Unnatural Selection and Improvement of Species. (A Paper Intended to be Read at our Social Science Congress by One who has been Spending Half-an-Hour or so with Darwin).
Darwinism, Evolution, Human Development, Animal Behaviour, Extinction
This is the first article in Punch to deal directly with Charles Darwin and his theory of evolution by means of natural selection. Intended for an audience at the Social Science Congress, this spoof address opens by claiming that 'nine happy couples out of every ten are influenced' by 'the new Theory of Unnatural Selection', pointing out that what 'tends strongly to confirm our friend's [Darwin's] ingenious hypothesis', is the large number of mismatched couples. Examples of such mismatching and the principle of 'Like selects Unlike' include short husbands with tall wives. Insists that the 'fixed principle in nature' which is responsible for this is that men first make an apparently 'unnatural selection' of 'parties as dissimilar as can be to themselves', which propagate a 'Variety of species, both personal and mental'. Explains that 'philosophy and science both dispose us to contentment with our singly blessed state' and help us understand that mismatches may be more apparent than real. Warns that 'Natural Selection' does not necessarily lead to 'Improvement of Species' because, if people were 'unnaturally select in their selections' of partners, then 'the world would get so wise and good that there would really be little pleasure left in it'. 'Unnatural Selection', it adds, leads to folly which provides delight for those of 'refined and cultivated intellects', whilst natural selection would lead to the unpalatable result of the extinction of 'simpletons and snobs', and of Punch.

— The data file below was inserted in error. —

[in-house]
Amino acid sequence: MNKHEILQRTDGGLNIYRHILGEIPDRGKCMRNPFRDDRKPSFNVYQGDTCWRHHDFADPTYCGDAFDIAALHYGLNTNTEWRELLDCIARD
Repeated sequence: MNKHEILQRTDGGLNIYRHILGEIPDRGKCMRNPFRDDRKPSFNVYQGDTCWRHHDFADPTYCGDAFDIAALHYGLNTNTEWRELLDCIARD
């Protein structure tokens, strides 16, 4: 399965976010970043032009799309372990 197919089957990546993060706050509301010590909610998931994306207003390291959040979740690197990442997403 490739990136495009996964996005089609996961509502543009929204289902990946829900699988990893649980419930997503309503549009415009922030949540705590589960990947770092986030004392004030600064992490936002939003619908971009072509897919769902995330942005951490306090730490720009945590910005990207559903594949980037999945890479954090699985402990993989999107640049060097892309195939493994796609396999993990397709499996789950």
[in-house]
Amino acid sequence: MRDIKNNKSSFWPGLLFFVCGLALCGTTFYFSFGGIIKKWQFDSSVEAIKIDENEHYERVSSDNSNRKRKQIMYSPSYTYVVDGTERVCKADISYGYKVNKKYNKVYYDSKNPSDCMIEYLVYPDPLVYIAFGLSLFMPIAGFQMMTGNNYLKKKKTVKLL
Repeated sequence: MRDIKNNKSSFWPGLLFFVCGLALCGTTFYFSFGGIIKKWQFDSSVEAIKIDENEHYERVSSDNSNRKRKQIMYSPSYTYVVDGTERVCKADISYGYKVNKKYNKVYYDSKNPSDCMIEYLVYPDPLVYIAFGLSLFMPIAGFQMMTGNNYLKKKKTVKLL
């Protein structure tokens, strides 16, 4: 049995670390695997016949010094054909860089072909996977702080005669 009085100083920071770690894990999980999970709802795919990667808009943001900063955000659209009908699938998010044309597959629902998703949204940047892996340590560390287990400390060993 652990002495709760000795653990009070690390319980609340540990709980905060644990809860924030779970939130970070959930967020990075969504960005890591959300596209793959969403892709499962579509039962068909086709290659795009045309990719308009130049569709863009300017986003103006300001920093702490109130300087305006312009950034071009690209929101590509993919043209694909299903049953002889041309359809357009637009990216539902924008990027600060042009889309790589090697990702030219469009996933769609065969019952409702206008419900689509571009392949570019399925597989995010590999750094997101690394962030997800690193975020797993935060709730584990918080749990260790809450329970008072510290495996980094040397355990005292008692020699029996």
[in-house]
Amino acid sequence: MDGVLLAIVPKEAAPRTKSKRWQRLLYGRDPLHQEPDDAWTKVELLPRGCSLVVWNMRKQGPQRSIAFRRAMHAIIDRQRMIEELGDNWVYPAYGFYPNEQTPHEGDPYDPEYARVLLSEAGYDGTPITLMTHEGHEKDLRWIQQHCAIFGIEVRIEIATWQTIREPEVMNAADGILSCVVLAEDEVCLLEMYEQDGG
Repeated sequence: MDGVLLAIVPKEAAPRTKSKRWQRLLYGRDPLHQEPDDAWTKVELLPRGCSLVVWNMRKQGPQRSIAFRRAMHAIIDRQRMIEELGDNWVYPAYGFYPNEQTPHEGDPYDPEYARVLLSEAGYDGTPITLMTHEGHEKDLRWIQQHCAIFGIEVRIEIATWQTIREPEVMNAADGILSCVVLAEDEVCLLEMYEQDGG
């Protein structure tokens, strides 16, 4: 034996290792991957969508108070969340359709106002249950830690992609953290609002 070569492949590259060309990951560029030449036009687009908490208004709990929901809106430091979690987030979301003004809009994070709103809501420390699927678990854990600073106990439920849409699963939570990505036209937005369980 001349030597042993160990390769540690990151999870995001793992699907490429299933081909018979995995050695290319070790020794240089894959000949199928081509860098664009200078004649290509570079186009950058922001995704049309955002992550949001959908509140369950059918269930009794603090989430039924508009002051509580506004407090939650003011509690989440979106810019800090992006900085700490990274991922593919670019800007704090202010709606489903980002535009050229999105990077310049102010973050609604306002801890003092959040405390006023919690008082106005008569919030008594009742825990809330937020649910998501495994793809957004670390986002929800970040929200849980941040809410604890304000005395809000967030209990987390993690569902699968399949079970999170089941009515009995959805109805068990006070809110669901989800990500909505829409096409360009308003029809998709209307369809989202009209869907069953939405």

© Science in the Nineteenth-Century Periodical Project, Universities of Leeds and Sheffield, 2005 - 2020
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